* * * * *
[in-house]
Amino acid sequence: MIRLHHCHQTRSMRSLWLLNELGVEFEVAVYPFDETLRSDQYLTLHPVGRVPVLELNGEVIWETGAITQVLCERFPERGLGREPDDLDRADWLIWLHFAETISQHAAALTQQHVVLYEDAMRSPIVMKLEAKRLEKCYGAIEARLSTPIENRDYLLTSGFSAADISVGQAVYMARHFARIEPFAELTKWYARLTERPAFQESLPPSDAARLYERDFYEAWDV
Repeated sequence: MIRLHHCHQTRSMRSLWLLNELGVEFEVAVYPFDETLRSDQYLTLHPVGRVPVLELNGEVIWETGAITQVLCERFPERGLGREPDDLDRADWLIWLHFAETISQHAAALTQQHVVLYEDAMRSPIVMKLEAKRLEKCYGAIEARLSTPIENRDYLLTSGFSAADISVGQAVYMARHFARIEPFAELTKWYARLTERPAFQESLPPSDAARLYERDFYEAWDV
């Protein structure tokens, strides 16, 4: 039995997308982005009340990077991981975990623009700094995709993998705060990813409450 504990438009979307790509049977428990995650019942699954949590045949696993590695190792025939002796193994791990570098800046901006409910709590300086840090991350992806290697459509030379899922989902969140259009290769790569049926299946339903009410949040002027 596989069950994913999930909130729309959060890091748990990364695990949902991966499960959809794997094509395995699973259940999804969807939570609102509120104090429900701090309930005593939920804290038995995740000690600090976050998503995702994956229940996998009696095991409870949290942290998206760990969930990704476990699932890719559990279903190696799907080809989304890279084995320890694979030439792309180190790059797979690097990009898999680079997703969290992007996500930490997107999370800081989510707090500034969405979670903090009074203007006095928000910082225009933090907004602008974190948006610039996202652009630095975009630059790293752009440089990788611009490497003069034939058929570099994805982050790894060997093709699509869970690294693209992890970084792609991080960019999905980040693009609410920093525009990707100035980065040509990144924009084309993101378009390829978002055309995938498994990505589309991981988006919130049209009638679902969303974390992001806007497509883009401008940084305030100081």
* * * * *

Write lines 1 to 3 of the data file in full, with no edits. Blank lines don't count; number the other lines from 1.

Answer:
[in-house]
Amino acid sequence: MIRLHHCHQTRSMRSLWLLNELGVEFEVAVYPFDETLRSDQYLTLHPVGRVPVLELNGEVIWETGAITQVLCERFPERGLGREPDDLDRADWLIWLHFAETISQHAAALTQQHVVLYEDAMRSPIVMKLEAKRLEKCYGAIEARLSTPIENRDYLLTSGFSAADISVGQAVYMARHFARIEPFAELTKWYARLTERPAFQESLPPSDAARLYERDFYEAWDV
Repeated sequence: MIRLHHCHQTRSMRSLWLLNELGVEFEVAVYPFDETLRSDQYLTLHPVGRVPVLELNGEVIWETGAITQVLCERFPERGLGREPDDLDRADWLIWLHFAETISQHAAALTQQHVVLYEDAMRSPIVMKLEAKRLEKCYGAIEARLSTPIENRDYLLTSGFSAADISVGQAVYMARHFARIEPFAELTKWYARLTERPAFQESLPPSDAARLYERDFYEAWDV